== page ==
However, Dr. Cannon added that white matter changes were probably not secondary to gray matter changes because genomics research shows that certain genes that confer susceptibility to schizophrenia are related to oligodendrocytes and development of myelination.

"This suggests it may have a role which is not secondary to changes in gray matter, although this does not prove causality," he added.

"We believe these results provide us with some indication that the conversion to psychosis involves a developmental abnormality, and the nature of this is likely to relate to brain plasticity," remarked Dr. Cannon. He suggested that interventions aimed at promoting brain plasticity were likely to be beneficial; such interventions include the use of omega 3 fatty acids, cognitive remediation, and pharmaceutical agents currently in development.

"These lines of evidence all converge on the notion that we might be able to improve cognition in patients with the disorder and even prevent some of the disability in those at risk," he concluded.

The discussant for the session, Stephen Ruhrmann, MD, from the Department of Psychiatry and Psychotherapy, University of Cologne, Germany, said that Dr. Cannon's results replicated earlier findings on white matter changes. He added that the NAPLS 2 data enabled a further evaluation of the interplay between white matter changes, event-related potentials [brain activity related to thoughts], and functioning.

"The progressive gray matter changes demonstrated by Dr. Cannon impressively corroborate earlier findings of such dynamic alterations in converters to psychosis," he remarked.

"In my view, this seems to underline that a 'wait and observe' strategy is inappropriate if we want to avoid progression of the disease process, not only in terms of conversion but also in terms of cognitive and functional deterioration."

He added that because not all patients fulfilling clinically high-risk criteria would actually show progressive loss of gray matter, it would be important to prospectively identify these people. "They will have greatest benefit from neuroprotective interventions, perhaps fish oil. It will also be important to understand the significance of gray matter aberrations in people who do not convert to psychosis. A further breakdown of this group by other outcomes like persistent psychopathology or functional deficits may lead to further insights."

Abnormal Auditory Processing

Also presenting NAPLS 2 results at the SIRS conference was Daniel Mathalon, PhD, MD, from the University of California, San Francisco. Dr. Mathalon's interest is related to abnormalities in automatic auditory processing by the brain. Auditory regions of the brain are particularly vulnerable in schizophrenia, he noted.

He aims to identify schizophrenia biomarkers that are present in prodromal patients that can be used to improve prediction of which patients are at risk for psychosis.

Dr. Mathalon investigated the responses of high-risk patients in terms of electrophysiological responses by the brain to different types of stimuli. "We used EEG [electroencephalography]–based measures of simple information processing functions considered sensitive to schizophrenia."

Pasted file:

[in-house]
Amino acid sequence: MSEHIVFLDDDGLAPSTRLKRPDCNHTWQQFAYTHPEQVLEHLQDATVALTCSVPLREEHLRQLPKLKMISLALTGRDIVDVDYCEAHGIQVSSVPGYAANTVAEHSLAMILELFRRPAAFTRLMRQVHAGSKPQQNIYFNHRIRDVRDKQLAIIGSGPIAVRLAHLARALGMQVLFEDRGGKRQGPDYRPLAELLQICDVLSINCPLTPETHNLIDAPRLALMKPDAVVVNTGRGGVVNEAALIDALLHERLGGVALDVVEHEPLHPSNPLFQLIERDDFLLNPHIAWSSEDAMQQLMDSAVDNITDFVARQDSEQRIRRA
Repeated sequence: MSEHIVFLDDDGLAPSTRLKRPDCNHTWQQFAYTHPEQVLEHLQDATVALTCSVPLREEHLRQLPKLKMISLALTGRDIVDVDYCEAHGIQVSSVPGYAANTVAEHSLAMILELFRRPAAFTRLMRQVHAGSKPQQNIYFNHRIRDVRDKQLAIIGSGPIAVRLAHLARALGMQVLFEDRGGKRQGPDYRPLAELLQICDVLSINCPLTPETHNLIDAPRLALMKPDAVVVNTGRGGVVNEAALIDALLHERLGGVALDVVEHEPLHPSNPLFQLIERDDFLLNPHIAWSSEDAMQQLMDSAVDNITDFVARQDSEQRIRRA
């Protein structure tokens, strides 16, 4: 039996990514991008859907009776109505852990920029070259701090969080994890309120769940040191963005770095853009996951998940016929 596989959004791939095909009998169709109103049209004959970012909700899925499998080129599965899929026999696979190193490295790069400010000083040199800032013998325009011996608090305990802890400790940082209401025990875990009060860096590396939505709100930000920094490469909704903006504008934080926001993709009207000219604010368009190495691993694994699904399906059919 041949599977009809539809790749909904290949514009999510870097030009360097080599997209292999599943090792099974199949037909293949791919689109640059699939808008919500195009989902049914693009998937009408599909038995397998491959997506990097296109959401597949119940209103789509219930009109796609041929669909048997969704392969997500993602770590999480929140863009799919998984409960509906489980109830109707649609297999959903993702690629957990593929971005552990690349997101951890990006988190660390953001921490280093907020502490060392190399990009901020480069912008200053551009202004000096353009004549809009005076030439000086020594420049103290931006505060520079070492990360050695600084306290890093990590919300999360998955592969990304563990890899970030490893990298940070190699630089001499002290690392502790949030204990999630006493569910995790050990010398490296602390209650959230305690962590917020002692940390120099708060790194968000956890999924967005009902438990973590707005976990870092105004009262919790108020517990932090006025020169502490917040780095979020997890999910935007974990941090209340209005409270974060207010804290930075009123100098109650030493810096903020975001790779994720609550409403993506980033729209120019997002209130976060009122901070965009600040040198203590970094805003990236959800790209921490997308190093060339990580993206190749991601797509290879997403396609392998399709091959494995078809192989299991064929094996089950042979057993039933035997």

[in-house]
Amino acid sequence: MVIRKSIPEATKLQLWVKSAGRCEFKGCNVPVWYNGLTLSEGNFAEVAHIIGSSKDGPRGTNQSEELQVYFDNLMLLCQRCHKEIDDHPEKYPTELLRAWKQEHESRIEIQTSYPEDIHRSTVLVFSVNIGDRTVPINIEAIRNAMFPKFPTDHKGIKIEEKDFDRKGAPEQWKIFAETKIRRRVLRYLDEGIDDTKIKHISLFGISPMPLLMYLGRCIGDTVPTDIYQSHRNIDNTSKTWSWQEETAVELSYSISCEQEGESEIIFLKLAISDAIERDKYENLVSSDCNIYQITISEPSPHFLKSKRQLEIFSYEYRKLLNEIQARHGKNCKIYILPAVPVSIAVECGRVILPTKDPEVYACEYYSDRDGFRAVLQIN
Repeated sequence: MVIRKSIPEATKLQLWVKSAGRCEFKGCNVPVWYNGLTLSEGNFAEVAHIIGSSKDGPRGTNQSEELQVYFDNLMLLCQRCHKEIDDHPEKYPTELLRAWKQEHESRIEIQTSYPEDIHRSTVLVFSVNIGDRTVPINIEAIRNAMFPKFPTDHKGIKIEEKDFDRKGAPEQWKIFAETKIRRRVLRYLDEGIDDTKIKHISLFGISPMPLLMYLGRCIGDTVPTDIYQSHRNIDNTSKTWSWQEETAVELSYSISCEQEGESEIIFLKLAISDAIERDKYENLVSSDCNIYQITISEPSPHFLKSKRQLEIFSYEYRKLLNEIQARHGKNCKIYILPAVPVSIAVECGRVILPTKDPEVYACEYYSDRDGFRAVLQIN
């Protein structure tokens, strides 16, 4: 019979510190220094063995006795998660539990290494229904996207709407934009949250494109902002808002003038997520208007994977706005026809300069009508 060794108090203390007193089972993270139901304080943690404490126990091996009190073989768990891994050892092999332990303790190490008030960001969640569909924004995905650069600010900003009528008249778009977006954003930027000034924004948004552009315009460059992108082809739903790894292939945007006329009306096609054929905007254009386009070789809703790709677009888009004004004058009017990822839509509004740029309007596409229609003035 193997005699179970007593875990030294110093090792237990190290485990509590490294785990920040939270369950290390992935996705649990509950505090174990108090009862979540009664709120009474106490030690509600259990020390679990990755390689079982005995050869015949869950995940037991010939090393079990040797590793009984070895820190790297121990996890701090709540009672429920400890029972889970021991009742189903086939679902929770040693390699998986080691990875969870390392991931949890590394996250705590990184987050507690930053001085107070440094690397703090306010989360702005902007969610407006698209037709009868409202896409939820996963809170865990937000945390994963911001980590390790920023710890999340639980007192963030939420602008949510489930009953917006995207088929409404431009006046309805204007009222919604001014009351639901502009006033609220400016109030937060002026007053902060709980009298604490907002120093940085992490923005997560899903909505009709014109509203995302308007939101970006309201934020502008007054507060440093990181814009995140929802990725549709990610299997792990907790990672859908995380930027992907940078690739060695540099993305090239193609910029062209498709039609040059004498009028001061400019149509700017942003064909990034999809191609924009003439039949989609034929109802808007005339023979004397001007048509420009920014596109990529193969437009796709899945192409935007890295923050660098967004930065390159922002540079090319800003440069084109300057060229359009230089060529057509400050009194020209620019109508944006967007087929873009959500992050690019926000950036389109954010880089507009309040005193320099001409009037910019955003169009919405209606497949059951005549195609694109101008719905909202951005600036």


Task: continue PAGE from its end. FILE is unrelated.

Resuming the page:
P300 waves are generated when the participant is presented with infrequent events such as rare auditory or visual stimuli randomly imbedded within a series of frequently repeating stimuli. "A small P300 wave is among the most widely replicated biological abnormalities in schizophrenia, but we have not been clear on when this abnormality develops relative to the illness onset," explained Dr. Mathalon to Medscape Medical News.

He has found that the P300 wave is reduced in clinical high-risk patients relative to healthy control individuals. "In high-risk patients who went on to convert to psychosis, compared to those who did not convert by 2 years of follow-up, auditory P300 waves were reduced at baseline. Thus, small auditory P300 waves are found in the clinical high-risk patients who are most likely to go on to convert to schizophrenia. The same effect was not evident for P300 waves elicited by visual stimuli."

Also, the size of auditory and visual P300 waves declined with age faster in high-risk patients than in healthy participants. "This is consistent with an aberrant neurodevelopmental trajectory," Dr. Mathalon said.

Dr. Mathalon also found that younger age at first cannabis use was associated with smaller P300 waves in clinical high-risk patients but not in healthy comparison individuals.

NAPLS-2 is funded by the National Institutes of Mental Health. Dr. Cannon has disclosed no relevant financial relationships. Dr. Mathalon is a consultant to Pfizer and received research funding from Astra Zeneca. Dr. Ruhrmann has received support from BMS, Hoffmann-LaRoche, Servier, Pfizer, AstraZeneca, Johnson & Johnson, and the University Hospital of Cologne.

3rd Biennial Schizophrenia International Research Society (SIRS) Conference. Presented April 16, 2012.